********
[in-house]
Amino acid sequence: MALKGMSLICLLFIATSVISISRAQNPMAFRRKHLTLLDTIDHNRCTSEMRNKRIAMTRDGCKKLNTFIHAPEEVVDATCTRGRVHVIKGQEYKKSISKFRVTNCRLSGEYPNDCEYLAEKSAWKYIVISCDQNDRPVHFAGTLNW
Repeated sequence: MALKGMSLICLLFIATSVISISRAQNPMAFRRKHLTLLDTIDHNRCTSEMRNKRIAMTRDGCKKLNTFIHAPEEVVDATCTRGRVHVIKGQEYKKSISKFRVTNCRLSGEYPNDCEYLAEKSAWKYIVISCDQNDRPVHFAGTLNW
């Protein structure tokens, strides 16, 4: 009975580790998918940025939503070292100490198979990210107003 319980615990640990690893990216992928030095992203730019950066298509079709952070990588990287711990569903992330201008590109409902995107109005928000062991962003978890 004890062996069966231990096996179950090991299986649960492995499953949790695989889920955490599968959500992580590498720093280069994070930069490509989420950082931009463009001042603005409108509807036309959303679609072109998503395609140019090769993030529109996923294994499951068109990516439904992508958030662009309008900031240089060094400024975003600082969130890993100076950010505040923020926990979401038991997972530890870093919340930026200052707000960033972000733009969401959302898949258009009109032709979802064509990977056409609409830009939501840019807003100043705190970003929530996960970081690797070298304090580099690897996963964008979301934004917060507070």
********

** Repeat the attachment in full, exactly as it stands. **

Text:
[in-house]
Amino acid sequence: MALKGMSLICLLFIATSVISISRAQNPMAFRRKHLTLLDTIDHNRCTSEMRNKRIAMTRDGCKKLNTFIHAPEEVVDATCTRGRVHVIKGQEYKKSISKFRVTNCRLSGEYPNDCEYLAEKSAWKYIVISCDQNDRPVHFAGTLNW
Repeated sequence: MALKGMSLICLLFIATSVISISRAQNPMAFRRKHLTLLDTIDHNRCTSEMRNKRIAMTRDGCKKLNTFIHAPEEVVDATCTRGRVHVIKGQEYKKSISKFRVTNCRLSGEYPNDCEYLAEKSAWKYIVISCDQNDRPVHFAGTLNW
């Protein structure tokens, strides 16, 4: 009975580790998918940025939503070292100490198979990210107003 319980615990640990690893990216992928030095992203730019950066298509079709952070990588990287711990569903992330201008590109409902995107109005928000062991962003978890 004890062996069966231990096996179950090991299986649960492995499953949790695989889920955490599968959500992580590498720093280069994070930069490509989420950082931009463009001042603005409108509807036309959303679609072109998503395609140019090769993030529109996923294994499951068109990516439904992508958030662009309008900031240089060094400024975003600082969130890993100076950010505040923020926990979401038991997972530890870093919340930026200052707000960033972000733009969401959302898949258009009109032709979802064509990977056409609409830009939501840019807003100043705190970003929530996960970081690797070298304090580099690897996963964008979301934004917060507070």